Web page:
Oil defied trade-deal bearishness to rise for a third day after an industry report pointed to shrinking U.S. crude stockpiles and before OPEC+ decides on its output-cut policy later this week.
Futures added as much as 0.6% in New York as Asian stocks dropped amid heightened uncertainty over whether the U.S. and China will reach their much-touted limited trade agreement. The American Petroleum Institute reported crude inventories fell by 3.72 million barrels last week, according to people familiar with the data. That would be the biggest decline since September if confirmed by Energy Information Administration figures due Wednesday.
Oil has been rising since early October on optimism the U.S. and China are close to a initial deal, suggesting crude has room to fall if the two sides can’t reach an agreement. However, the likelihood that OPEC and its allies will extend production cuts and toughen compliance, together with some signs that they could deepen them, appears to be propping up prices this week.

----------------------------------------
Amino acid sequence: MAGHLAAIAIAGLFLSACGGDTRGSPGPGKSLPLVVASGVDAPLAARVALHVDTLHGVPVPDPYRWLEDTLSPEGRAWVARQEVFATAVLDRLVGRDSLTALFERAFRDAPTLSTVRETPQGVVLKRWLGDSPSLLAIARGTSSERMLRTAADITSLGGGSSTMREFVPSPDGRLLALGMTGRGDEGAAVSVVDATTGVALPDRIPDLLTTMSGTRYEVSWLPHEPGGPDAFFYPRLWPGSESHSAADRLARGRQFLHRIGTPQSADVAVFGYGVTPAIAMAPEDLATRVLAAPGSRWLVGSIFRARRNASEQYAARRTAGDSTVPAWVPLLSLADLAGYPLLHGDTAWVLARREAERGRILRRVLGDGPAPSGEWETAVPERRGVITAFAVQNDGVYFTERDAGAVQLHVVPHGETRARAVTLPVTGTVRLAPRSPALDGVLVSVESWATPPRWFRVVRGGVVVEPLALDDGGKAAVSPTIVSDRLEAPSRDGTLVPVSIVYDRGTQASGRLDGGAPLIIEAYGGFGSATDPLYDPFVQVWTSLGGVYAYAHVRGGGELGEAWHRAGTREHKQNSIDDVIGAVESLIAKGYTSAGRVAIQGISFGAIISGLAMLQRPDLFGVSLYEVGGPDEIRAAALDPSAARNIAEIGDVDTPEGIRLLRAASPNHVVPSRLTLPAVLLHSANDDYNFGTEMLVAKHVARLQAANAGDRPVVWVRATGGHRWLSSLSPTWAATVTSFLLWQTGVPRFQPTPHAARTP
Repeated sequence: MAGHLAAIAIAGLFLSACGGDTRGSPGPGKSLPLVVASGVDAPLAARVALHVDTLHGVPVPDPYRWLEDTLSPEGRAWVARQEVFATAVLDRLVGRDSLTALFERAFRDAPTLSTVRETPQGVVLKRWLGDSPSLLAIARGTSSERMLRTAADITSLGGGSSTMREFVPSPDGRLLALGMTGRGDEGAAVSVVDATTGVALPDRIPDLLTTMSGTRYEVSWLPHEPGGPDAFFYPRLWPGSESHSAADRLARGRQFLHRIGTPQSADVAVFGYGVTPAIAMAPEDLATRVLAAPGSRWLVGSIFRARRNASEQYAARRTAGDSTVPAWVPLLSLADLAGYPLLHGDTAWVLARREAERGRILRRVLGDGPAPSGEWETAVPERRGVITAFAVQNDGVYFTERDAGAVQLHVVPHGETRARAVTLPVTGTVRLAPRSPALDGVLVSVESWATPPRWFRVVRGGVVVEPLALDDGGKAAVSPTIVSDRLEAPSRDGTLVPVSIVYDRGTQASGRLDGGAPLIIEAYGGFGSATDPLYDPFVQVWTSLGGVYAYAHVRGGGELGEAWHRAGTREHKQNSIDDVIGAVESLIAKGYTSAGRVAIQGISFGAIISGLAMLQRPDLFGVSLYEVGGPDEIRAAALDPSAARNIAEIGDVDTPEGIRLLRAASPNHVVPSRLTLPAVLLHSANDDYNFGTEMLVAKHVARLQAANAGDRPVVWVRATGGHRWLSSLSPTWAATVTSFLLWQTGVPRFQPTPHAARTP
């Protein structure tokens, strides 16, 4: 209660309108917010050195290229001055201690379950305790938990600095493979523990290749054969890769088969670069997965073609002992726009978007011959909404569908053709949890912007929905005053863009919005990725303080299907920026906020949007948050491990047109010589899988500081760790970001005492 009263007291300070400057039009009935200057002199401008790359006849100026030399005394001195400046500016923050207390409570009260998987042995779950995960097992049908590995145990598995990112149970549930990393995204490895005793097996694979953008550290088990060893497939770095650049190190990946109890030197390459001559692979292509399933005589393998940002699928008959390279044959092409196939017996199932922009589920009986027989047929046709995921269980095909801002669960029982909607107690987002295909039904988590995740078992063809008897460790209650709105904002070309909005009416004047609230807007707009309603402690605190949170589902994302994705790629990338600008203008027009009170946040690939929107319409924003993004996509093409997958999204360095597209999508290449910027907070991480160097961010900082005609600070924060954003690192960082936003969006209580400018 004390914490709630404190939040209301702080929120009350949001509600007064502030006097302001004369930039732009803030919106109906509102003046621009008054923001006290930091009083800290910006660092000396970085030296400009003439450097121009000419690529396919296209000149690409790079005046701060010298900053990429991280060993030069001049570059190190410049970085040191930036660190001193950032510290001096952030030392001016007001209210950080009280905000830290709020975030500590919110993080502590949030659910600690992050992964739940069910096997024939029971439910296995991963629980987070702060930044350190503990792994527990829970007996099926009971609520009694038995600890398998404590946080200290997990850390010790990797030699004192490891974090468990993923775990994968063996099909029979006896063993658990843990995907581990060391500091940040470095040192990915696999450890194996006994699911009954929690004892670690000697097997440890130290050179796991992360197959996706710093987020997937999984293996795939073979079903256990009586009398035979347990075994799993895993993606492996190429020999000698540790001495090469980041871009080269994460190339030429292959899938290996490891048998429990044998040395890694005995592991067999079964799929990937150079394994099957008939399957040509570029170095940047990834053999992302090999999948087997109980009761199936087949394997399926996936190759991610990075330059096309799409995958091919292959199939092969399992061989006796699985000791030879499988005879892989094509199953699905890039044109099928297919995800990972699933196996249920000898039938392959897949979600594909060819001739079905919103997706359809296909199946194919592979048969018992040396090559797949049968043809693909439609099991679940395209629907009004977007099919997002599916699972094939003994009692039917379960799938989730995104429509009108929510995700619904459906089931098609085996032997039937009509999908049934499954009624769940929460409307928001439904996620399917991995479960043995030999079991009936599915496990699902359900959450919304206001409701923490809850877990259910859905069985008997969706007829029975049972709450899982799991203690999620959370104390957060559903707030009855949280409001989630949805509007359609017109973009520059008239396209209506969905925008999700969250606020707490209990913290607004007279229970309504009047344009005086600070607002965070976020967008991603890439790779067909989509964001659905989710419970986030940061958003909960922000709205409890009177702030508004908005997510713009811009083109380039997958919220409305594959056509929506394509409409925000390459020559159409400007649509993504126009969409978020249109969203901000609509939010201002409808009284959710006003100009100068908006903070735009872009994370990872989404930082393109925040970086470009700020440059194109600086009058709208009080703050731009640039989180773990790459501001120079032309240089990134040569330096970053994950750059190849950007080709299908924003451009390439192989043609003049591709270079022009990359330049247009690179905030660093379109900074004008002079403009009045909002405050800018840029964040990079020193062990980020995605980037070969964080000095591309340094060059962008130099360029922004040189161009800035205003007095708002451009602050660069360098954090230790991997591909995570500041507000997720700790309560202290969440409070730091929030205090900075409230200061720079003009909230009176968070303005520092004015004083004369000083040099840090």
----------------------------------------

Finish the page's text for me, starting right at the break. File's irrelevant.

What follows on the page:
West Texas Intermediate for January delivery climbed 24 cents, or 0.4%, to $56.34 a barrel on the New York Mercantile Exchange as of 9:30 a.m. in Singapore. The contract rose 0.3% to close at $56.10 on Tuesday following a 1.4% gain on Monday.
Brent for February settlement added 24 cents to $61.06 a barrel on the London-based ICE Futures Europe Exchange. The global benchmark crude traded at a $4.81 premium to WTI for the same month.
Source : Bloomberg